Allow me to start this piece with the note that I wear an earring and play acoustic guitar with an untucked WOCBD, and have been called out more than once for being too open about how Ivy as a fashion should be interpreted. So I would like to think I am wide open.
Which I hope puts things in context when I throw the BS flag on a part of this article the Amazing Tom sent me.
The first few paragraphs are the set up – not sure it is news anymore that the pandemic had an impact on how people dress for work. There is even a survey in there that cites an actual percentage having something to do with jeans. I fast forwarded.
Til this needle scratch. A quote from a teacher who has a TikTok where she shows what she wears to work. Her name is Bouroncle, if you want to see it her TikTok it is here. (I don’t use TikTok but I am willing to capitalize it.)
“It’s important to, no matter what career you’re in, to be able to still express your style and your fashion and how (sic) you are. Otherwise, it would be, you know, so uniform,” Bouroncle said.
I would make three notes for reflection. First amongst them, in a career where you risk or save lives, you wear a uniform. So, how about, some respect? Police. Fire Fighters. Surgeons. Soldiers. Maybe start your thinking with an open mind about people who are willing to die for you or save you. This idea that any conformity whatsoever (AND THIS IS COMING FROM ME) is a bad thing is just – immature. And there are areas where you are allowed to be immature. But respect for uniforms is not one of them.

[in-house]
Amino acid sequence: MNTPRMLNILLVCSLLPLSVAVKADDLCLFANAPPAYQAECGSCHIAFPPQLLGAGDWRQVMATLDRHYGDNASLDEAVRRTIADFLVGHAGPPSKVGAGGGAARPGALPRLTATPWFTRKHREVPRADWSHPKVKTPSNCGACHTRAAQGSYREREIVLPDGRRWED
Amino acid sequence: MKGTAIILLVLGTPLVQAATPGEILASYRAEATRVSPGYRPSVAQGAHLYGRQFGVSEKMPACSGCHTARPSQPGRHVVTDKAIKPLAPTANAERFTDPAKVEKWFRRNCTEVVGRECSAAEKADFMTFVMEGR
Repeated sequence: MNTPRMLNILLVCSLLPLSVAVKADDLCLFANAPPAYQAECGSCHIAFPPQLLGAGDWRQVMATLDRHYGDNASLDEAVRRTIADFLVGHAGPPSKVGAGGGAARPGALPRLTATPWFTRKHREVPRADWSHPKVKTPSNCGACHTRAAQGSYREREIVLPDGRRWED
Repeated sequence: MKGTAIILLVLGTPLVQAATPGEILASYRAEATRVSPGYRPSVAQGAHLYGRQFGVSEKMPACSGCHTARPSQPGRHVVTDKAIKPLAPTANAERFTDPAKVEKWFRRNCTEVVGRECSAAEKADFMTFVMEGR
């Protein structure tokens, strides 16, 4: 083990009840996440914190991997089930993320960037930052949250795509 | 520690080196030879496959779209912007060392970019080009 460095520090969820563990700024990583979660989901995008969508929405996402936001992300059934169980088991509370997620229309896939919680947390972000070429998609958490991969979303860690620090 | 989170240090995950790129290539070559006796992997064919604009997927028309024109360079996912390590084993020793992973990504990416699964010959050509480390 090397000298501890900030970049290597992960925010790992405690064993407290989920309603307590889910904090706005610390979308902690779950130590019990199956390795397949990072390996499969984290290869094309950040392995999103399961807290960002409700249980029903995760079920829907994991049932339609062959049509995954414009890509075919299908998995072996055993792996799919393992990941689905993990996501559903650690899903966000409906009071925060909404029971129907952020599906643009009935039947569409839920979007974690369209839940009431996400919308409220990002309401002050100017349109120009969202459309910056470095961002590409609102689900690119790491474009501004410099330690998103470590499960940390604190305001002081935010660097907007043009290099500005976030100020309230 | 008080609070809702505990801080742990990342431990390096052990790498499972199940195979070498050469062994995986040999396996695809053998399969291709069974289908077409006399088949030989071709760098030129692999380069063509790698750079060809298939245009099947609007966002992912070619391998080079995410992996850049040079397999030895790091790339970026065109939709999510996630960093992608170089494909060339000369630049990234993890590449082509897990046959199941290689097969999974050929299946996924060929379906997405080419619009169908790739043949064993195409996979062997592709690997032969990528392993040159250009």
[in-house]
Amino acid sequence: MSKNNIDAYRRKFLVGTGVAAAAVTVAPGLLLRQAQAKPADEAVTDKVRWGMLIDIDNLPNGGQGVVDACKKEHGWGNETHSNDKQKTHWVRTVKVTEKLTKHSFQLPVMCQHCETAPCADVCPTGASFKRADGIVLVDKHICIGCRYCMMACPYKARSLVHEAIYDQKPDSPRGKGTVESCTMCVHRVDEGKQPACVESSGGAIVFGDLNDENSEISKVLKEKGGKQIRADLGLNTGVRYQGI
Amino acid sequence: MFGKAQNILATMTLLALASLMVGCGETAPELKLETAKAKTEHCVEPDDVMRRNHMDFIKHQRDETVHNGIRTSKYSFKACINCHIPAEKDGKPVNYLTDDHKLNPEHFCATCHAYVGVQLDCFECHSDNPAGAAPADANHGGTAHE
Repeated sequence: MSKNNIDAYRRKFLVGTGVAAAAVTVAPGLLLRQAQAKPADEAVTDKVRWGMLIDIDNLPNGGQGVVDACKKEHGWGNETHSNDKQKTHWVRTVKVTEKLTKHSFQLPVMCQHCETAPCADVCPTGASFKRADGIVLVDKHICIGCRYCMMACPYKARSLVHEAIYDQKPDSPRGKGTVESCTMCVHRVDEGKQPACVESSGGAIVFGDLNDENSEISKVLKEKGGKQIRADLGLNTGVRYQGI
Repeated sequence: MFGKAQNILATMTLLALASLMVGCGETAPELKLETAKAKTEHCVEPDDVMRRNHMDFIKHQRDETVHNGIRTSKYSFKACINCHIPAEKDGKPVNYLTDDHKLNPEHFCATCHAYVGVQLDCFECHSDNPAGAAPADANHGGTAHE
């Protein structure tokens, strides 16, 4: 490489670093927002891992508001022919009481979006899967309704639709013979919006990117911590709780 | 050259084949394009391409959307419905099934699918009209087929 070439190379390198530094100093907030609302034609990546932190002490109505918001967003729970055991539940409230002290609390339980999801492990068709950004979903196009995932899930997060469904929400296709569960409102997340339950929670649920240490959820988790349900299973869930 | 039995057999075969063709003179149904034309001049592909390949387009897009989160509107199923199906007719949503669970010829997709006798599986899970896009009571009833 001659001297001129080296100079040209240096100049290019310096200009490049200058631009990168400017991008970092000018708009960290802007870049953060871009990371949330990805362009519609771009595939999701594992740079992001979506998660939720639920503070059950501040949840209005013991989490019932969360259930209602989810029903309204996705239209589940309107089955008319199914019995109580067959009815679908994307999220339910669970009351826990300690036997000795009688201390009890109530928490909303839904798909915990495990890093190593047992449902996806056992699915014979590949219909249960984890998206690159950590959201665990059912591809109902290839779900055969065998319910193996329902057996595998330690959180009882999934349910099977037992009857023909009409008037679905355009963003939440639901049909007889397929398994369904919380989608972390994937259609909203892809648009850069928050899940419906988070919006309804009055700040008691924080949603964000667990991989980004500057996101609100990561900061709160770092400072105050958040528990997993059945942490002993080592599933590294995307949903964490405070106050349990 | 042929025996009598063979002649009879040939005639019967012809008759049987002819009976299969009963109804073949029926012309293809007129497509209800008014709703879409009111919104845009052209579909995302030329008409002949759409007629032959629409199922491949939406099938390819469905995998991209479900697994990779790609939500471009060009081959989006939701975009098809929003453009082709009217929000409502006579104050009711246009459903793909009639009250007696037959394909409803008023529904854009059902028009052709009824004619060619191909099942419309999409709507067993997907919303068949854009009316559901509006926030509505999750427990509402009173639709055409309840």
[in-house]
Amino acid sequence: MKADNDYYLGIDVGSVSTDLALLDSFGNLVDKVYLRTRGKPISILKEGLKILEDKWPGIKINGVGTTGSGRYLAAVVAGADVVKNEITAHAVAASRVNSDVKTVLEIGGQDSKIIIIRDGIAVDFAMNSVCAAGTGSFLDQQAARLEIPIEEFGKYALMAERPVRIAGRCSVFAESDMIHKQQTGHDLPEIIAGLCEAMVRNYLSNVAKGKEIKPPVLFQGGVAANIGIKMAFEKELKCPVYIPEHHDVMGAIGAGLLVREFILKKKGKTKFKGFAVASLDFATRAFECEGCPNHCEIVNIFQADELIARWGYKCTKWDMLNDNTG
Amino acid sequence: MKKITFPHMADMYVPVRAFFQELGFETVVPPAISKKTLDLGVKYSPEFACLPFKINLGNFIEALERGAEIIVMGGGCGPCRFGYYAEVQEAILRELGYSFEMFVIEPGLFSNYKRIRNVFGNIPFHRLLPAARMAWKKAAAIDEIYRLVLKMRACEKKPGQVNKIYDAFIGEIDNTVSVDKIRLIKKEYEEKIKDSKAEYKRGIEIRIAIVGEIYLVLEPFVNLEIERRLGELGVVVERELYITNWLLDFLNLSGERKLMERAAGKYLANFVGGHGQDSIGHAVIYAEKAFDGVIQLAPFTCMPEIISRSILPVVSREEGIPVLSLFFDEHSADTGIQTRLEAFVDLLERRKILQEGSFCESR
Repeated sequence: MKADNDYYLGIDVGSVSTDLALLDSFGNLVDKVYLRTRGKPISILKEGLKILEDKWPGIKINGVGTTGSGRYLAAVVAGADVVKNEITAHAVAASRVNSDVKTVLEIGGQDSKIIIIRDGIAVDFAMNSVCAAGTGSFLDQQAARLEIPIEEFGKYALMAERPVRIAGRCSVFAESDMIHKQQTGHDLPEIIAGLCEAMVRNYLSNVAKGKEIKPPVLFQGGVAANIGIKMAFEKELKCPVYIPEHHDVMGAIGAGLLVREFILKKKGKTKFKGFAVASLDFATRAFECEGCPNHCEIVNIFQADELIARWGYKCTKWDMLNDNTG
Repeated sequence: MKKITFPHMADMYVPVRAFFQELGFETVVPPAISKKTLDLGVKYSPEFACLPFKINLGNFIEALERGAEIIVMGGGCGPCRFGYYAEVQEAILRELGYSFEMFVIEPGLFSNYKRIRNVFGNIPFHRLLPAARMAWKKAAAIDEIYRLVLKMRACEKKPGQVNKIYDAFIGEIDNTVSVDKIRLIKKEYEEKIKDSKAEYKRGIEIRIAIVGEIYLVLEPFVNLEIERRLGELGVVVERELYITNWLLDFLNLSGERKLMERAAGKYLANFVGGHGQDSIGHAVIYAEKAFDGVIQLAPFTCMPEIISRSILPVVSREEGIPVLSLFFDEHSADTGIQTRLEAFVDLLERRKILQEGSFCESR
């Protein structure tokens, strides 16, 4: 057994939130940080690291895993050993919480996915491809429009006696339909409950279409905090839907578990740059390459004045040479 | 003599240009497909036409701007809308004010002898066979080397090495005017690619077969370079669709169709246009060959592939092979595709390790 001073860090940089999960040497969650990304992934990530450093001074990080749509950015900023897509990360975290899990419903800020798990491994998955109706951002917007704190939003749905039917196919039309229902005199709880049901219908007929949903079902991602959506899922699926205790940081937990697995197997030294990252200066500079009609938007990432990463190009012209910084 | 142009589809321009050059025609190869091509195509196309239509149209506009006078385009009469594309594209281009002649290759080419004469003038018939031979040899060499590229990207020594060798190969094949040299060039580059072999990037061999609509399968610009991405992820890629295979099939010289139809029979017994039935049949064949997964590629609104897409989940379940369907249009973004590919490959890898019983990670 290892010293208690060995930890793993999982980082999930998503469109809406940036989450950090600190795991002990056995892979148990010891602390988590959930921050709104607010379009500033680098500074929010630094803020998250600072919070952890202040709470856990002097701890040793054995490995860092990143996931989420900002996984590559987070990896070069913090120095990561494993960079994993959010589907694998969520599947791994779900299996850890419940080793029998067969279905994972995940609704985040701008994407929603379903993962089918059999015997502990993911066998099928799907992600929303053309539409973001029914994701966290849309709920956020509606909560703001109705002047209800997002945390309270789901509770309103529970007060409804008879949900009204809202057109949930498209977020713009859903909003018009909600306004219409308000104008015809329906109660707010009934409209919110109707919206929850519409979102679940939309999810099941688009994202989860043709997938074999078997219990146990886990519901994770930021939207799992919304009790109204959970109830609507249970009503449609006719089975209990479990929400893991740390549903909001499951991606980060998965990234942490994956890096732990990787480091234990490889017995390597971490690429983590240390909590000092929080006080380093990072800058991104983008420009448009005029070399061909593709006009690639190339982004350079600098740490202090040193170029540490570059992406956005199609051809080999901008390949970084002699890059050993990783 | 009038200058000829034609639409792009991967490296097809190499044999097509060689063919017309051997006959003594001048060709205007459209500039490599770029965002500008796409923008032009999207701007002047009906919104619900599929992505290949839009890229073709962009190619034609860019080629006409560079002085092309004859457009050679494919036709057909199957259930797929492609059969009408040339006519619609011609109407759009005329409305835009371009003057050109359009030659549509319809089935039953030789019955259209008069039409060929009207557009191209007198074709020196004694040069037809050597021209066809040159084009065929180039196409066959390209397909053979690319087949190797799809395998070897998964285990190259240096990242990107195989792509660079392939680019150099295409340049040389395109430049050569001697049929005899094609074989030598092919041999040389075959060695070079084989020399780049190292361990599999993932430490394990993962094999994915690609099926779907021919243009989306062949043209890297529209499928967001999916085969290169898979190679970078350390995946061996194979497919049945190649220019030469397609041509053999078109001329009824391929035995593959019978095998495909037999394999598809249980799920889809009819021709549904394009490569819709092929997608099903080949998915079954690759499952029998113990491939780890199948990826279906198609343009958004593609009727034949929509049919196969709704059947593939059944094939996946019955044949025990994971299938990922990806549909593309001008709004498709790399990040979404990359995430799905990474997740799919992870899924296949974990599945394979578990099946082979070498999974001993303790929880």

Before you say, “John, I think she means uniform as in you look like everybody else,” my preface is, yes, you do, that is the point. I have never served a single day in the military so I don’t know but I can certainly imagine that going to war with people who wear what you are because we are all in this together is a good thing.
Once you get past respect, certainly an Ivy value btw, you get to messaging. Bouroncle is a teacher. Who wears sweats, but doesn’t teach gym. I get what you are saying about yourself, Ms. Bouroncle, but I invite you to entertain what you are saying TO your students. You are saying that I take your education as seriously as I do a lazy Sunday morning. Now, that is probably not the case. You might be an amazing teacher. I don’t know. But I do know that messaging for your students that you take their education seriously would help them take their education seriously. Is your self-expression THAT important that you would muddle the message?
And this is not about identity or dignity. It is about holding others as importantly as you hold yourself. And again, maybe you do. But why not make that message as clear as possible?
Finally, even in the corporate setting, at which I admittedly suck, is not showing respect for your job at least as important as your own self-expression? Perhaps (and here we go) the problem isn’t that you don’t have an opportunity to express yourself as much as it has become overly important to you to do so.
The idea that brought about the Hey Day was this – showing respect AND self-expression on the college campus. Ms. Bouroncle is missing that balance.